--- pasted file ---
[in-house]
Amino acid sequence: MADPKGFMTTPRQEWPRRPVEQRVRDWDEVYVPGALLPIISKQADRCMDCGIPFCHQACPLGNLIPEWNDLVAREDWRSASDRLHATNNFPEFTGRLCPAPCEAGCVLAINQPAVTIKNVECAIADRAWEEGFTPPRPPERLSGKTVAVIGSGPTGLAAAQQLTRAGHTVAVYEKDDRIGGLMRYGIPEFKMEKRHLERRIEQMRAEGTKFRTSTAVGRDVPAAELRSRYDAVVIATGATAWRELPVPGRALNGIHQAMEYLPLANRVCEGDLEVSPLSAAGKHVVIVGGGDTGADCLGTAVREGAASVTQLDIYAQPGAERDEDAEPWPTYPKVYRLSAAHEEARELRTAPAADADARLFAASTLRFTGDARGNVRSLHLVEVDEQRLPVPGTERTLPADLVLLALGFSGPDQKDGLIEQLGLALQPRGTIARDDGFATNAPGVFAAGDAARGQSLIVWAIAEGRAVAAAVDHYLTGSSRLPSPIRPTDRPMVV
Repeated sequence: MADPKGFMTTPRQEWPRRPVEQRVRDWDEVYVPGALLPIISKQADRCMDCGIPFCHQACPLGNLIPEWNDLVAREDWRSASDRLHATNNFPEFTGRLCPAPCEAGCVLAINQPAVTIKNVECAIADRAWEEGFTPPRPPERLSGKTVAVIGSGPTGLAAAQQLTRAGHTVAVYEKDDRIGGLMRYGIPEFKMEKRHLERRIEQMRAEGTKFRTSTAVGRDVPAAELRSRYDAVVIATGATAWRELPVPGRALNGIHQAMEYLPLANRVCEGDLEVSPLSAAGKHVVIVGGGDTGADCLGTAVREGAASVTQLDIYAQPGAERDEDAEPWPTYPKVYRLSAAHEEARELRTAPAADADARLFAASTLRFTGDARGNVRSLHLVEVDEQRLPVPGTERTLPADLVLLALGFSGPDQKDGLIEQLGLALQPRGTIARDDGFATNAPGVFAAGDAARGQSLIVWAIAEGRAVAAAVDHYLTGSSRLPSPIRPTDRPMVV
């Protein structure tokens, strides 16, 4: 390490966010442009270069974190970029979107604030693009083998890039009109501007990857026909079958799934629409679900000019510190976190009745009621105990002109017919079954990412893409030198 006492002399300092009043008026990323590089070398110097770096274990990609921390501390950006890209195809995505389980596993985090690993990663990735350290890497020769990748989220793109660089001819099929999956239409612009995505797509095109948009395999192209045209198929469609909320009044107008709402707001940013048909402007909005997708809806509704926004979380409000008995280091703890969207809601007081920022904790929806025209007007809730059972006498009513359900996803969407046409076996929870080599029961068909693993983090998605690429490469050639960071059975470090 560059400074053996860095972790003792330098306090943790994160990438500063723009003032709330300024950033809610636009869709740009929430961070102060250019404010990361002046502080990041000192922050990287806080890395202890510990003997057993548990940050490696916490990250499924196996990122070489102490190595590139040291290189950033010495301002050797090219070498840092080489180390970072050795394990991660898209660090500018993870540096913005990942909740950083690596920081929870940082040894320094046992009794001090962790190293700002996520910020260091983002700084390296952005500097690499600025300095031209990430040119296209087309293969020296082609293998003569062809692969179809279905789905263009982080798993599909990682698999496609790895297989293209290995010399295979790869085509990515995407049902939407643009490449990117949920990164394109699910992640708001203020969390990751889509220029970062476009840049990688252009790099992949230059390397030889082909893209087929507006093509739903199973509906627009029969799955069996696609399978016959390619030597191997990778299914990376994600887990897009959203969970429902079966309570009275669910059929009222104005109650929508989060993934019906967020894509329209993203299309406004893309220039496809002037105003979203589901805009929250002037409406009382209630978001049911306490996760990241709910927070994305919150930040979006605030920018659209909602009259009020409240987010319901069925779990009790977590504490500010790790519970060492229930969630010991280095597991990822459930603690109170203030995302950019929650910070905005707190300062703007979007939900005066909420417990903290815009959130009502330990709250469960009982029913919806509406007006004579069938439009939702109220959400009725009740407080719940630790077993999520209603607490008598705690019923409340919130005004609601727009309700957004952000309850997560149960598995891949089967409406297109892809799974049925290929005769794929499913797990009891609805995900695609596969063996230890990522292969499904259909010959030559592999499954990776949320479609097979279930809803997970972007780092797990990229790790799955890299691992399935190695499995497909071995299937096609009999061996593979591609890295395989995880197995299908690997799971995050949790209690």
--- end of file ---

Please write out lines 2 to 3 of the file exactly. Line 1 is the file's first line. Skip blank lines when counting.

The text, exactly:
Amino acid sequence: MADPKGFMTTPRQEWPRRPVEQRVRDWDEVYVPGALLPIISKQADRCMDCGIPFCHQACPLGNLIPEWNDLVAREDWRSASDRLHATNNFPEFTGRLCPAPCEAGCVLAINQPAVTIKNVECAIADRAWEEGFTPPRPPERLSGKTVAVIGSGPTGLAAAQQLTRAGHTVAVYEKDDRIGGLMRYGIPEFKMEKRHLERRIEQMRAEGTKFRTSTAVGRDVPAAELRSRYDAVVIATGATAWRELPVPGRALNGIHQAMEYLPLANRVCEGDLEVSPLSAAGKHVVIVGGGDTGADCLGTAVREGAASVTQLDIYAQPGAERDEDAEPWPTYPKVYRLSAAHEEARELRTAPAADADARLFAASTLRFTGDARGNVRSLHLVEVDEQRLPVPGTERTLPADLVLLALGFSGPDQKDGLIEQLGLALQPRGTIARDDGFATNAPGVFAAGDAARGQSLIVWAIAEGRAVAAAVDHYLTGSSRLPSPIRPTDRPMVV
Repeated sequence: MADPKGFMTTPRQEWPRRPVEQRVRDWDEVYVPGALLPIISKQADRCMDCGIPFCHQACPLGNLIPEWNDLVAREDWRSASDRLHATNNFPEFTGRLCPAPCEAGCVLAINQPAVTIKNVECAIADRAWEEGFTPPRPPERLSGKTVAVIGSGPTGLAAAQQLTRAGHTVAVYEKDDRIGGLMRYGIPEFKMEKRHLERRIEQMRAEGTKFRTSTAVGRDVPAAELRSRYDAVVIATGATAWRELPVPGRALNGIHQAMEYLPLANRVCEGDLEVSPLSAAGKHVVIVGGGDTGADCLGTAVREGAASVTQLDIYAQPGAERDEDAEPWPTYPKVYRLSAAHEEARELRTAPAADADARLFAASTLRFTGDARGNVRSLHLVEVDEQRLPVPGTERTLPADLVLLALGFSGPDQKDGLIEQLGLALQPRGTIARDDGFATNAPGVFAAGDAARGQSLIVWAIAEGRAVAAAVDHYLTGSSRLPSPIRPTDRPMVV